The Edible Schoolyard Project has helped launch more than 2,195 gardens since its creation in 1996. Rooftop gardens are sprouting in many cities, while organizations such as Urban Patchwork, a nonprofit farm network in Austin, Texas, are helping neighborhoods produce quality food.

The U.S. Department of Agriculture (USDA) has tracked a 364 percent increase in the number of farmers markets in less than two decades — from 1,755 in 1994 to 8,144 in 2013!

The number of winter farmers markets is skyrocketing, too — the USDA reports a 52 percent rise, from 1,225 in 2011 to 1,864 in 2012. “Winter farmers markets offer additional opportunities for farmers to generate income year-round,” says USDA Deputy Secretary Kathleen Merrigan. “These investments are a win-win. Farmers have more stability, and consumers have a reliable supply of local food, regardless of the season.”

People who don’t have access to winter markets can turn to delivery services such as Door to Door Organics, which brings organic produce and pantry items to its members’ kitchens.

Local food — and the benefits it brings to communities — isn’t some temporary trend of the foodie elite. It’s driven by economic and environmental concerns, as well as the deep belief that good food, sustainably and humanely produced, should have a place at every table.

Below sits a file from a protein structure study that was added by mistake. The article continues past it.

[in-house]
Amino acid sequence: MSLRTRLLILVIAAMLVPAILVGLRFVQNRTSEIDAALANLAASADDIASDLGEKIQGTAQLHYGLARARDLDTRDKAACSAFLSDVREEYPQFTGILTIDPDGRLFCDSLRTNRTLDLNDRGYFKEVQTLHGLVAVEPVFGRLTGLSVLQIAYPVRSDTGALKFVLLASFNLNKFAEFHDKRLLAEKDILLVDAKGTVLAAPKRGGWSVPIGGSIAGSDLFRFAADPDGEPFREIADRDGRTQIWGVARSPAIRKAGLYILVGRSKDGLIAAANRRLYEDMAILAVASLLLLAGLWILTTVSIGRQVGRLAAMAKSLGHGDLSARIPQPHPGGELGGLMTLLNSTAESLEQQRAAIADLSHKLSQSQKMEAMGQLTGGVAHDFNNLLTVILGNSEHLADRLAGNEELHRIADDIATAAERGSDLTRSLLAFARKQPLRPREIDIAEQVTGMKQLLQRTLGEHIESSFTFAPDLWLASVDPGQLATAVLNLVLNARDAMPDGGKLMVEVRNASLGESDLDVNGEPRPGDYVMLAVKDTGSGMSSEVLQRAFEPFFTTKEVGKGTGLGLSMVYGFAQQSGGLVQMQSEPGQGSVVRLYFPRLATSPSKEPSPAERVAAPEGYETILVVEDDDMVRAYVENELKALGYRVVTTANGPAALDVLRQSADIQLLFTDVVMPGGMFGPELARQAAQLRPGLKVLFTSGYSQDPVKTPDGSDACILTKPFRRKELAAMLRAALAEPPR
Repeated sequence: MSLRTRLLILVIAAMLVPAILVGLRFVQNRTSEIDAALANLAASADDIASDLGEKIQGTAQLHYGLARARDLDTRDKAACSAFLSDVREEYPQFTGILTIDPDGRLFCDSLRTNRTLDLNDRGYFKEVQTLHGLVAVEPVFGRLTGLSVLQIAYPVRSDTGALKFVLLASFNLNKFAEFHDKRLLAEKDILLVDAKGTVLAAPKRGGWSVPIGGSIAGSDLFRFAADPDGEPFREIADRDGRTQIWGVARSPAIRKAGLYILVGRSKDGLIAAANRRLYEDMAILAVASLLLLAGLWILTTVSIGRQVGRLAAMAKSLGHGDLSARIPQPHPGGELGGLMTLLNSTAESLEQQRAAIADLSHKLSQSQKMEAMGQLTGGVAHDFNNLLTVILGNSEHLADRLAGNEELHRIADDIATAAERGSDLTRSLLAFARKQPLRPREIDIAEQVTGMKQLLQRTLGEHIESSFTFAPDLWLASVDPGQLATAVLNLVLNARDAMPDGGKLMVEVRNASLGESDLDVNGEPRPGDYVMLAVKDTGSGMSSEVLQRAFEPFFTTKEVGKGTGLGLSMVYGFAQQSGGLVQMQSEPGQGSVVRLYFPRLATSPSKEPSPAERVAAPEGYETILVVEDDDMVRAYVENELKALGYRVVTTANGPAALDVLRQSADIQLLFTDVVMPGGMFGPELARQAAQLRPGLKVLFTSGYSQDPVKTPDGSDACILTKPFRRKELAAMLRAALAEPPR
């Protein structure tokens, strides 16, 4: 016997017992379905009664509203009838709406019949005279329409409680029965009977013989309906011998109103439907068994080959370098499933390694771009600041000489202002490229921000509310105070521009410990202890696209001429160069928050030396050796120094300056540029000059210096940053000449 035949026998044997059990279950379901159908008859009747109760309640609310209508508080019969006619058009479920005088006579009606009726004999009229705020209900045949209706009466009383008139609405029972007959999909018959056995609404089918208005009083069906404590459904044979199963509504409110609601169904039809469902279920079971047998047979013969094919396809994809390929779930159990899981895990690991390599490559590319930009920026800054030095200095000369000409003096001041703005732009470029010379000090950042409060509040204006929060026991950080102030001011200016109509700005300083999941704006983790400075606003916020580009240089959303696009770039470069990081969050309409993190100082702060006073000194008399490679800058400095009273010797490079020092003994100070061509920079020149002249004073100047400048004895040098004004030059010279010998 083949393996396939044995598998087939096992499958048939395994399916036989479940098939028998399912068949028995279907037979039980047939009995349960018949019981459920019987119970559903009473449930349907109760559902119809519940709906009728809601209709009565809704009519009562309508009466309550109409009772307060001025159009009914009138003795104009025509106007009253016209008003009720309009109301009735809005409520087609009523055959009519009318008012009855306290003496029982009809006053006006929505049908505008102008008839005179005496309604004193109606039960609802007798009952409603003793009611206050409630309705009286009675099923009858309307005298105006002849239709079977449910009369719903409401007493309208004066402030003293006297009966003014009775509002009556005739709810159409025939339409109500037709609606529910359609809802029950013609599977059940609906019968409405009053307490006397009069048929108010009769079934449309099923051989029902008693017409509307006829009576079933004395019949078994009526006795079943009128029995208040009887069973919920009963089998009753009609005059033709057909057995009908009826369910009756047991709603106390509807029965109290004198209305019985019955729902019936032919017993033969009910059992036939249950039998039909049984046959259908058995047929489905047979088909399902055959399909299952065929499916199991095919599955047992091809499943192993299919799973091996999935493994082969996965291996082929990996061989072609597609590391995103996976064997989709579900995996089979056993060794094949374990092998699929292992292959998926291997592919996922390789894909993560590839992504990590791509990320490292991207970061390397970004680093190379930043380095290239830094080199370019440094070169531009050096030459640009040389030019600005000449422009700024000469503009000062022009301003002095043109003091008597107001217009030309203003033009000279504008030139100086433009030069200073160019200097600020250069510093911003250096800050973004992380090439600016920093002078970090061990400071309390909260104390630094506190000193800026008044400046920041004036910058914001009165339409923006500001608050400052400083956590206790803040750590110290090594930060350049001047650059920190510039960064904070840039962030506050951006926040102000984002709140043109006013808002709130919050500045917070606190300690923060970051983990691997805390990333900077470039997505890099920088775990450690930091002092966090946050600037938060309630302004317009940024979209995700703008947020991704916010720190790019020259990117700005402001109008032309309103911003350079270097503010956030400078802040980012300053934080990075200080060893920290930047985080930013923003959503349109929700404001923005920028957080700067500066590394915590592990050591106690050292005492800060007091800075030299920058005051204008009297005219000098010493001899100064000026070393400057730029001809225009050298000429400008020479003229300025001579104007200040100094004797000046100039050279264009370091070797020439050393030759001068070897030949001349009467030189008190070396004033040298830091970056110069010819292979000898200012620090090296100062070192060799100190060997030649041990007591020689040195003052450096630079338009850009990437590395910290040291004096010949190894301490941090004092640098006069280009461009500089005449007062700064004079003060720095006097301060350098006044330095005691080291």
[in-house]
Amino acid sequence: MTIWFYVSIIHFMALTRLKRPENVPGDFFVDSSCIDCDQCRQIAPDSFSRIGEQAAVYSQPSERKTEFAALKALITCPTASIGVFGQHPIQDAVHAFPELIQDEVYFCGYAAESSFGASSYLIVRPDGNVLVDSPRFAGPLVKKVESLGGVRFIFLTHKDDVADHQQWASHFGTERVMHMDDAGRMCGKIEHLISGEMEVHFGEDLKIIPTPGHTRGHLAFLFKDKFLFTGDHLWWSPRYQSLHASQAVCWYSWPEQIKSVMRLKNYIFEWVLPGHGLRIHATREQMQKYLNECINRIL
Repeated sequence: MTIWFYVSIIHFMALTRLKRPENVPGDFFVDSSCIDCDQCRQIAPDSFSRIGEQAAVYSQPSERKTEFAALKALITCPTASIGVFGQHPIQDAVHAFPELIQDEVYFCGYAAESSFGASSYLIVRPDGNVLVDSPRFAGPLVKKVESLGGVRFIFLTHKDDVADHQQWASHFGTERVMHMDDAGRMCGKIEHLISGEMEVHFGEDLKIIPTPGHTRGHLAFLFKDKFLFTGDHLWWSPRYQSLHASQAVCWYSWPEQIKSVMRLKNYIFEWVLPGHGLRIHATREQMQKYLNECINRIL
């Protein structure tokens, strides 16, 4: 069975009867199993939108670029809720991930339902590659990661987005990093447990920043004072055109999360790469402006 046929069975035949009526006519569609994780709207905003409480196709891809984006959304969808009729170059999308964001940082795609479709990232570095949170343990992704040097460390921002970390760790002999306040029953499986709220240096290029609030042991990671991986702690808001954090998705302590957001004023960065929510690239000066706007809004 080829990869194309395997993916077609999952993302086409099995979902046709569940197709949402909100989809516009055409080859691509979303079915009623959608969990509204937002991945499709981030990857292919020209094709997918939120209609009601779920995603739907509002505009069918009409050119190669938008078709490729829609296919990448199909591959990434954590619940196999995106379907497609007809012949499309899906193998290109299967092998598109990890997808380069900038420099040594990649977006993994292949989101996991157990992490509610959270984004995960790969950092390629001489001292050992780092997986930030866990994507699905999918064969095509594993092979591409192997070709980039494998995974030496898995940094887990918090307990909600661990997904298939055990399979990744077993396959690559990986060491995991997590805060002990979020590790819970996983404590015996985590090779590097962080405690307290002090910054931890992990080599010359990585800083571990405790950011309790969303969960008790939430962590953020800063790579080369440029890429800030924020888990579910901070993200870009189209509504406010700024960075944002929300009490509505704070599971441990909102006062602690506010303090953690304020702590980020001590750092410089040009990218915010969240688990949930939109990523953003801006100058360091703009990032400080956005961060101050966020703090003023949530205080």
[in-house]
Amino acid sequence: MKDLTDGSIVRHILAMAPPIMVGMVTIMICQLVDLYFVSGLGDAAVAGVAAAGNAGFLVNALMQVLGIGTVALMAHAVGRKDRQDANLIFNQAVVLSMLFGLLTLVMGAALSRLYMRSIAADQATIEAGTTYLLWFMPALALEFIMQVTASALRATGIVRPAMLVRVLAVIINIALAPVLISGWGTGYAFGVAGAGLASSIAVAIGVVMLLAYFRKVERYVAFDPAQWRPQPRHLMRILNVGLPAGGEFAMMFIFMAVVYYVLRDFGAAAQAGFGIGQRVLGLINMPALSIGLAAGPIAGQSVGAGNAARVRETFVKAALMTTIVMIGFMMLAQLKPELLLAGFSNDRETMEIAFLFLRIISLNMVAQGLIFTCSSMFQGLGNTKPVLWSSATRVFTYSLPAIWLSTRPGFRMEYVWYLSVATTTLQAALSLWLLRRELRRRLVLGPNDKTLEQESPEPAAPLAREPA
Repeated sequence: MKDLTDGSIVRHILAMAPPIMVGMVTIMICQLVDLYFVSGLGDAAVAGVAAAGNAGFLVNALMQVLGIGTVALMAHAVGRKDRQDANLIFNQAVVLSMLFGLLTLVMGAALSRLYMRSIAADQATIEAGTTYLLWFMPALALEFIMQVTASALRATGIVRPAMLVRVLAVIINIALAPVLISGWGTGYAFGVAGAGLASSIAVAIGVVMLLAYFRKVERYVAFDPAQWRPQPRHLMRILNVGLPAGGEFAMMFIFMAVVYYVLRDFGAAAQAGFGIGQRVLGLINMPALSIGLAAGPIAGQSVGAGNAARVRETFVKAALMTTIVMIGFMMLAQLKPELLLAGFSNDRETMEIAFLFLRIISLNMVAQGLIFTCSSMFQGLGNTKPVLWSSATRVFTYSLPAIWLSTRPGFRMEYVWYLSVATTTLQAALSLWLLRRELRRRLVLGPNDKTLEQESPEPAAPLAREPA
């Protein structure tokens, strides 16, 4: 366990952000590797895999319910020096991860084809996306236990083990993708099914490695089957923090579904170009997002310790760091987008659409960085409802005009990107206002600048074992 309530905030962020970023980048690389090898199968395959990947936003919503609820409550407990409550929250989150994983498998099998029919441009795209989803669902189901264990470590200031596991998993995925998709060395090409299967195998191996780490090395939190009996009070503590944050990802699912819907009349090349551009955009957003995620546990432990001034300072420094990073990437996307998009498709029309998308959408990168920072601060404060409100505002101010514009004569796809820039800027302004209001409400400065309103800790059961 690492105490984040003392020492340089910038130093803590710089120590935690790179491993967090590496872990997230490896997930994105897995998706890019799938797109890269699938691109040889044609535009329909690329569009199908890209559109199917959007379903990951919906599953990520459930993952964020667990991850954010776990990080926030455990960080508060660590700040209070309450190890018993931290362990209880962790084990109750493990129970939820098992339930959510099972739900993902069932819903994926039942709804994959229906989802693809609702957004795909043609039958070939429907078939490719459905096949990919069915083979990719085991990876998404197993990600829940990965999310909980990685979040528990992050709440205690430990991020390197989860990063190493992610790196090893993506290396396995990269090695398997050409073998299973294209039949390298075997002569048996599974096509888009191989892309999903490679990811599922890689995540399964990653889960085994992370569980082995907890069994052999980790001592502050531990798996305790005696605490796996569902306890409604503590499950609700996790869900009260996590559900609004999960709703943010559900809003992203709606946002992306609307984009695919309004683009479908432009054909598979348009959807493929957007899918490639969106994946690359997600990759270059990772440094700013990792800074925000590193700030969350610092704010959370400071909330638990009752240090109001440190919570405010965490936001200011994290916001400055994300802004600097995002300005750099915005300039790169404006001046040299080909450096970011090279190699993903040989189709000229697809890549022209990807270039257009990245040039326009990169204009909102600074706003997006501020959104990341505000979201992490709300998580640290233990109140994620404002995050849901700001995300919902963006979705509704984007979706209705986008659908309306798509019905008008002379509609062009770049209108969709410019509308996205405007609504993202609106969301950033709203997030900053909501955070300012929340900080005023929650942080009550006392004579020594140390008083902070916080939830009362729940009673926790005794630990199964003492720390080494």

Post a comment below.

 

Jessie
10/22/2013 9:58:24 AM
Thank you for the excellent article on local foods! For more information on the Farm Beginnings program mentioned above, see Angelic Organics Learning Center's website at www.learngrowconnect.org. The Learning Center also facilitates the Upper Midwest CRAFT (Collaborative Regional Alliance for Farmer Training) Program. The Learning Center is a leader in the local food movement in Northern Illinois with urban farming partnerships in Rockford and Chicago, Farmer Training, On Farm Programs at Angelic Organics CSA Farm, and Civic Engagement to help shape food and farming policies. We can build a sustainable & humane food system together!

Carroll